Traditional thinking tells us people don’t like change.
But if that were true, no one would ever get married or have a baby. Or move, or go to college, or change jobs, or the myriad of other changes we humans regularly impose on ourselves.
People make huge sweeping changes every single day. They don’t do it because they’re forced to; they do it because they want to. The change people don’t like is change that is thrust upon us and that has no clear benefit for us.
In the work world we often assume people’s resistance to new programs and ideas is because they can’t handle change. More often than not, intelligent people resist change because they don’t want to do a lot of work for something that does not matter to them.
A friend of mine, Gill, told me about how their company approached a recent reorganization. They held a big meeting to tell everyone about their plans. Senior leadership laid out the new structure. They discussed the efficiencies the company would gain, and how it would better them in the marketplace. Leadership closed by emphasizing the anticipated increase in earning and share price.
Gill attended the meeting with all of his direct reports. His team was clearly less than delighted by the changes. They left the meeting grumbling, and by the time they got back to their area, the grumbles turned into full throttled complaints.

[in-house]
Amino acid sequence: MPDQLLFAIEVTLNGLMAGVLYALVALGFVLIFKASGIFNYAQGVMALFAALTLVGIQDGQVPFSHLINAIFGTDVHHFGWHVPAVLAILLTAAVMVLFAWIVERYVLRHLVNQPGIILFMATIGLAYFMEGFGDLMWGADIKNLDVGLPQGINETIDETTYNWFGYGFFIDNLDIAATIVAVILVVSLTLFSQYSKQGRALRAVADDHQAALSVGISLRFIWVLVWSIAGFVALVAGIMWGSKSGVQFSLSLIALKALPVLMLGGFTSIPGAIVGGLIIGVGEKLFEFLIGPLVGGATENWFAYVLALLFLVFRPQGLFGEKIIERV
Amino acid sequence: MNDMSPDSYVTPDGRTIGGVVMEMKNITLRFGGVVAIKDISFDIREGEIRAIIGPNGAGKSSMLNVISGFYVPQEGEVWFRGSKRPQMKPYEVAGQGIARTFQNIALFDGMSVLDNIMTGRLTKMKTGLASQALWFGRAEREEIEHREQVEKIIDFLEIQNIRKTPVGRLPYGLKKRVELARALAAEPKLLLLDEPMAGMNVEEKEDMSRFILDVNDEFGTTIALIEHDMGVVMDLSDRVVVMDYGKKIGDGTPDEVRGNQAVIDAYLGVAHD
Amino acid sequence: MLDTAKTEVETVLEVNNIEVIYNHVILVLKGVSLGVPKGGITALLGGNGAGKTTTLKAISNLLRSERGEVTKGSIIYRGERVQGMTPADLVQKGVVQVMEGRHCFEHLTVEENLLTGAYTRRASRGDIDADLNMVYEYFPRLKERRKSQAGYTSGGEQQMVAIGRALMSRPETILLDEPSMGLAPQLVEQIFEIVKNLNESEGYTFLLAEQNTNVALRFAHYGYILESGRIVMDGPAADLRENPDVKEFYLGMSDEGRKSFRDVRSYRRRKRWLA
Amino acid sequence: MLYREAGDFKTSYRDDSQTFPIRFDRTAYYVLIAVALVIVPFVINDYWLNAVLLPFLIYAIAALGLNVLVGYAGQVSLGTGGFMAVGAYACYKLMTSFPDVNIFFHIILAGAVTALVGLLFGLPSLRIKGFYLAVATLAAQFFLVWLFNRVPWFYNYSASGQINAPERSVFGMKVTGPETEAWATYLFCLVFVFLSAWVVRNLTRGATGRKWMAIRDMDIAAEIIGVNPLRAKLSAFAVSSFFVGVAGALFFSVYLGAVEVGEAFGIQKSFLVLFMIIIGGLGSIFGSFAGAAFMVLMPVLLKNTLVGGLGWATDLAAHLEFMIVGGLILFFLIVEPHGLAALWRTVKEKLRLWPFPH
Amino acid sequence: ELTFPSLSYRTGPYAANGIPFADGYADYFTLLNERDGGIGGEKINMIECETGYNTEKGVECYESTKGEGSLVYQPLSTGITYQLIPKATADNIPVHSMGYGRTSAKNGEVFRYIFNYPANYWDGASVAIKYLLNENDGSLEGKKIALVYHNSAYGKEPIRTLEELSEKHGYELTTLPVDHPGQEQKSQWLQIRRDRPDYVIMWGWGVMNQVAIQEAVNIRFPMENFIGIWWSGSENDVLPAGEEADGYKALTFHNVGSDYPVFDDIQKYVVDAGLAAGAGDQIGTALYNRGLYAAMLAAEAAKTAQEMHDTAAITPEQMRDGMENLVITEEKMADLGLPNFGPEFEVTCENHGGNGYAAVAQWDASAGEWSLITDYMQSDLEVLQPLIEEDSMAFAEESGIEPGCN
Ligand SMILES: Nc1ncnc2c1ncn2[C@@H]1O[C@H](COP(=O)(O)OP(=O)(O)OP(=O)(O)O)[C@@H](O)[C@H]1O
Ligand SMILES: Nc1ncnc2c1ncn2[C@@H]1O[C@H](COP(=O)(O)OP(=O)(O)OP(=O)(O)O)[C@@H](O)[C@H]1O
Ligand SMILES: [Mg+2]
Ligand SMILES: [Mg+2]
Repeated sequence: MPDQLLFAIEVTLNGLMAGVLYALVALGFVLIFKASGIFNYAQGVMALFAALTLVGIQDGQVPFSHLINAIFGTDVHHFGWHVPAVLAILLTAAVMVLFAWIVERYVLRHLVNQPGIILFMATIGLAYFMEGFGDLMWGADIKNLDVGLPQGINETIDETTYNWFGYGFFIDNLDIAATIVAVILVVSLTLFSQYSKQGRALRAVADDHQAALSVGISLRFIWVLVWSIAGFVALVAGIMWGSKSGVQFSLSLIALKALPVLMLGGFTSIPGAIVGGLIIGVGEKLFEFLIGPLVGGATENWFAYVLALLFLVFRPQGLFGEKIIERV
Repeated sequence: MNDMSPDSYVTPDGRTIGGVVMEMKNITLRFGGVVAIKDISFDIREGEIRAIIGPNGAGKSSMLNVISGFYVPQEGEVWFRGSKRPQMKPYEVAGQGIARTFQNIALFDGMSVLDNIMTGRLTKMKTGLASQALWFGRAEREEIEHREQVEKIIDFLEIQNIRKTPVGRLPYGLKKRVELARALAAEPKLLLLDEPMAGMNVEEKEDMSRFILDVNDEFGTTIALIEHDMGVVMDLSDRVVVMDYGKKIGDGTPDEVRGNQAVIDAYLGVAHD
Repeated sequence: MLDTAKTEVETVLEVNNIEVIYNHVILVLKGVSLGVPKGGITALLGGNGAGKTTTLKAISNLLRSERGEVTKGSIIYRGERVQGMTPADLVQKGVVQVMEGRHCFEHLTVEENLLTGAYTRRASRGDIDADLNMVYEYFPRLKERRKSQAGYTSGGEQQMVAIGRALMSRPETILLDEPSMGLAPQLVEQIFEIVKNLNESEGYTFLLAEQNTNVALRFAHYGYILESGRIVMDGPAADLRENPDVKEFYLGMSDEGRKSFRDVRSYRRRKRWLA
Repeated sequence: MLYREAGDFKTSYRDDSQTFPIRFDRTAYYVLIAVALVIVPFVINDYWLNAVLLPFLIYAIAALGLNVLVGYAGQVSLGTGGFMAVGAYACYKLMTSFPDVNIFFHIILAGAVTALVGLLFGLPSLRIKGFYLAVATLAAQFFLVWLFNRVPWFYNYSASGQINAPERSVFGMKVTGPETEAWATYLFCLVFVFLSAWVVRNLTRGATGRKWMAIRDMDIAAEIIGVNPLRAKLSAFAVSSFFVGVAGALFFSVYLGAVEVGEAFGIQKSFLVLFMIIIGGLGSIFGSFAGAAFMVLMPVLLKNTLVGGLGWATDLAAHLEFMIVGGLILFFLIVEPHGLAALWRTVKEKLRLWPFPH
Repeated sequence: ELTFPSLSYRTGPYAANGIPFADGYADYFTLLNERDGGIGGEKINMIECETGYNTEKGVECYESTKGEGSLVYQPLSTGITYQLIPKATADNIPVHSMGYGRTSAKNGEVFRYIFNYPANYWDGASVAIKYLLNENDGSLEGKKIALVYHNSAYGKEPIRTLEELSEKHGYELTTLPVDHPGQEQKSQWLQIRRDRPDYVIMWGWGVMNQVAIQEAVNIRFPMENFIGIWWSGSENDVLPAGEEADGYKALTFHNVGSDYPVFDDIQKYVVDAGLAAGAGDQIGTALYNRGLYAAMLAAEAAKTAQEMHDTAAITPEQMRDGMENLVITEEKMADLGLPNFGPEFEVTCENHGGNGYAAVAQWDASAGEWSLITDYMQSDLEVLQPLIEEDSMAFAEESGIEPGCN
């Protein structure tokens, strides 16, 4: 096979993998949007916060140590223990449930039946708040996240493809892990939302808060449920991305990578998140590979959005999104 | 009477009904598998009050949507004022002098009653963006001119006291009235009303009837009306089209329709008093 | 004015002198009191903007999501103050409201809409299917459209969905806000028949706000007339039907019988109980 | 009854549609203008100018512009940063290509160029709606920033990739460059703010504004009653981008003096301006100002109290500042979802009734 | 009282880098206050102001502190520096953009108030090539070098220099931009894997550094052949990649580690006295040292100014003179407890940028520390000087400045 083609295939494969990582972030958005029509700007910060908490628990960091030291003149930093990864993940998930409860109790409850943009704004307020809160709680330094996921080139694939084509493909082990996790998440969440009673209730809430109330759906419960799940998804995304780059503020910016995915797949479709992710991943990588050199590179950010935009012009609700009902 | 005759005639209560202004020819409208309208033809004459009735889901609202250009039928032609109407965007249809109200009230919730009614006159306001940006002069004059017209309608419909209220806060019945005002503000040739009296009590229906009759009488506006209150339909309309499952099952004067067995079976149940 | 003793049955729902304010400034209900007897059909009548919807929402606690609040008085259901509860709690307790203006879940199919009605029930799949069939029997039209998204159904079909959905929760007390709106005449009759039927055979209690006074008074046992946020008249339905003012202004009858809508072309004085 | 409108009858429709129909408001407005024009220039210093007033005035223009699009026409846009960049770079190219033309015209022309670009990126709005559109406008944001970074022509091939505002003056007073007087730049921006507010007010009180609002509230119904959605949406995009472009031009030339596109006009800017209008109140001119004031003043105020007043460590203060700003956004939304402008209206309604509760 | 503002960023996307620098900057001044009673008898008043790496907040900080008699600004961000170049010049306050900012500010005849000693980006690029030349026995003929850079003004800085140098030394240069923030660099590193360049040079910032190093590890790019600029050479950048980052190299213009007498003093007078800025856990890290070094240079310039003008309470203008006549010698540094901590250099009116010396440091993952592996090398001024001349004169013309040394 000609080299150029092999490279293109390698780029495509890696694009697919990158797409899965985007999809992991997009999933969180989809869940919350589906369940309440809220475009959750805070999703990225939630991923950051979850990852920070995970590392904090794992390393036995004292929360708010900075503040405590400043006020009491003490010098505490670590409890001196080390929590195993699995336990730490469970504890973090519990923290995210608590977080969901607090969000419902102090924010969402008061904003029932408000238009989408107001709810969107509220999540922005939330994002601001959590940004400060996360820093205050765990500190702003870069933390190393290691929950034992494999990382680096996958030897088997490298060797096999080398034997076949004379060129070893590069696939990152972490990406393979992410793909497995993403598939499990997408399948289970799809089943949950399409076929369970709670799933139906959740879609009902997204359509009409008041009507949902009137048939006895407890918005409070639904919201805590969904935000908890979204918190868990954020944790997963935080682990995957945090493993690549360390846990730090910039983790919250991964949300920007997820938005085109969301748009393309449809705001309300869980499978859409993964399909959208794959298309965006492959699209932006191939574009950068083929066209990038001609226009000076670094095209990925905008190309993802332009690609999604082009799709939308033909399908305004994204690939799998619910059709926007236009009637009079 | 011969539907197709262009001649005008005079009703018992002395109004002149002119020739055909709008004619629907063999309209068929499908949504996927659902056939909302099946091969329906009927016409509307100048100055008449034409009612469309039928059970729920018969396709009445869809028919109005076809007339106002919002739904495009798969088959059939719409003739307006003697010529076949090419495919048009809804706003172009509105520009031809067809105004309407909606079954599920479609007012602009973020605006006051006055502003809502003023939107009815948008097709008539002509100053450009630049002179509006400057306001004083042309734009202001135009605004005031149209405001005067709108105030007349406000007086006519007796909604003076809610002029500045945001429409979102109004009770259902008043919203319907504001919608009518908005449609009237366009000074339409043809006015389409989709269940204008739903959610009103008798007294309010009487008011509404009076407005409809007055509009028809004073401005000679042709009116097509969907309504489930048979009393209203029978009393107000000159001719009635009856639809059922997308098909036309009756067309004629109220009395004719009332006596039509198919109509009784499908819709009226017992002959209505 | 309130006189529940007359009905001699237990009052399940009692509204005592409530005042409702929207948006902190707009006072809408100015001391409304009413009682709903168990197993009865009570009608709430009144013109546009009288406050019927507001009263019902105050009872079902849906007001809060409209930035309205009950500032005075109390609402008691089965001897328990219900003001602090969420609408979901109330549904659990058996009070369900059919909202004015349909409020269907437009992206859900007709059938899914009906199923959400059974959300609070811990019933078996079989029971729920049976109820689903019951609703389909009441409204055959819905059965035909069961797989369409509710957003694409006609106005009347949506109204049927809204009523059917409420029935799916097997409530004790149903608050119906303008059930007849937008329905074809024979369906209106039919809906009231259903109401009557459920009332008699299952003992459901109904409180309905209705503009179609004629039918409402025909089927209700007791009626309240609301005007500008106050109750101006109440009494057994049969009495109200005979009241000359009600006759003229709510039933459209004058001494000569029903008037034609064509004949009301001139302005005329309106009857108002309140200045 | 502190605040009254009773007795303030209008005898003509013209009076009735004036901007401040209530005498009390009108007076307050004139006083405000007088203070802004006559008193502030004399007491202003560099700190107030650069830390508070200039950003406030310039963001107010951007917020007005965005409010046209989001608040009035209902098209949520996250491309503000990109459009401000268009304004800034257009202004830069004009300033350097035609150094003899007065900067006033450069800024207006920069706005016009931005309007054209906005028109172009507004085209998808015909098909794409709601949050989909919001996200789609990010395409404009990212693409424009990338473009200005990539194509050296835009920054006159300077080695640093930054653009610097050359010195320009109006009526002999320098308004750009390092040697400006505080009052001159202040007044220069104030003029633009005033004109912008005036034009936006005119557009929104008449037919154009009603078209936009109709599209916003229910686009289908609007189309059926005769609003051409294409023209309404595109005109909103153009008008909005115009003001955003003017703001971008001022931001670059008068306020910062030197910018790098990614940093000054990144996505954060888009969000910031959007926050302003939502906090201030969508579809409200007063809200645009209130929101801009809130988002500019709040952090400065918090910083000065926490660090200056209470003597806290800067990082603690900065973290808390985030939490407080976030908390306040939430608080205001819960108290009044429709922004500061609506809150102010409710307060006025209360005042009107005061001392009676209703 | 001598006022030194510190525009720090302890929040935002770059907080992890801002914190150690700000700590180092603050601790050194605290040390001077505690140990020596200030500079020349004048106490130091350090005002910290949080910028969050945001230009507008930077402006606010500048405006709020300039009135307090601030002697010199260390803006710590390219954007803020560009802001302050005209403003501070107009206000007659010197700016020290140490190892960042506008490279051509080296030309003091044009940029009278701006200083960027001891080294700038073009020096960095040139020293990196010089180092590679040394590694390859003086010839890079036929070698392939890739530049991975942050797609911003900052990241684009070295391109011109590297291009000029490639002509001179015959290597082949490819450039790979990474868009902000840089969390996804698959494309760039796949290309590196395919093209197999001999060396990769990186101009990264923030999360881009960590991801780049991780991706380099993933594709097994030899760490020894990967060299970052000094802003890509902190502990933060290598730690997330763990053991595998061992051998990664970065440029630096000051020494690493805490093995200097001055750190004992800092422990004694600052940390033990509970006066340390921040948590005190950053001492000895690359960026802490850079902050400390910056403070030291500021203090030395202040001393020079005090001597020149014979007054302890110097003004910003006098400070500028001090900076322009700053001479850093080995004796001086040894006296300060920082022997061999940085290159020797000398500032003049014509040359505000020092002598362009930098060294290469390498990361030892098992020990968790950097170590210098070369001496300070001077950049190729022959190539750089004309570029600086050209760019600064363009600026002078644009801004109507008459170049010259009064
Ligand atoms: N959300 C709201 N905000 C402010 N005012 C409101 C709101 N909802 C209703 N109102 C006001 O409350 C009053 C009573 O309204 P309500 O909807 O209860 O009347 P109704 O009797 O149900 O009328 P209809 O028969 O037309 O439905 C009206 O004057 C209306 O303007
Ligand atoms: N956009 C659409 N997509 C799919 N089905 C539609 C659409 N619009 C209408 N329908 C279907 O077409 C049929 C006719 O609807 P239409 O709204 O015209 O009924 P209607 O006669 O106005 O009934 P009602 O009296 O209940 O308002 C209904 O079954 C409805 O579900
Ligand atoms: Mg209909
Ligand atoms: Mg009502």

This is going to be soooo much work.
This is pointless. I bet some consultant sold them on this.
After hearing the complaints, Gill thought, “HR told me this would probably happen. People don’t like change.” As a well-intentioned leader, he thought his job was to help people cope with the change.
But the problem wasn’t that his people couldn’t handle change. The problem was the senior leaders hadn’t outlined any clear benefits for anyone other than shareholders. Meanwhile people’s jobs and lives would be turned upside down.
It’s nice to think that everyone is all in to improve the company. But it’s naïve to believe employees will happily jump through hoops to increase share price. Even when employees own stock in the company, dandling a potential future earnings increase doesn’t win hearts and minds.
Talk to any kid whose parents have divorced and they’ll tell you: making my life harder so your life can get better is not a change anyone in their mind gets excited about.
When people hear about a change, the first things they think are, why is this happening and how is this going to affect me?
In Gills’ case, he figured out quickly, he needed to level with people. The truth was, if the company didn’t change, their competition would clean their clock. Gill was also honest about how much work it was going to be. He said, “It’s going to be chaotic for the next month. Then for the month after, when we’re working out the kinks it will likely still be harder than normal. By month three things should start to get easier.”
When you sugarcoat things, people are less likely to trust you. Whether you’re telling your kids you’re moving, or telling your team the company is reorganizing, be honest. If it’s going to be hard, tell them.
People can and do adapt to change, especially when the leaders consider the team’s perspective.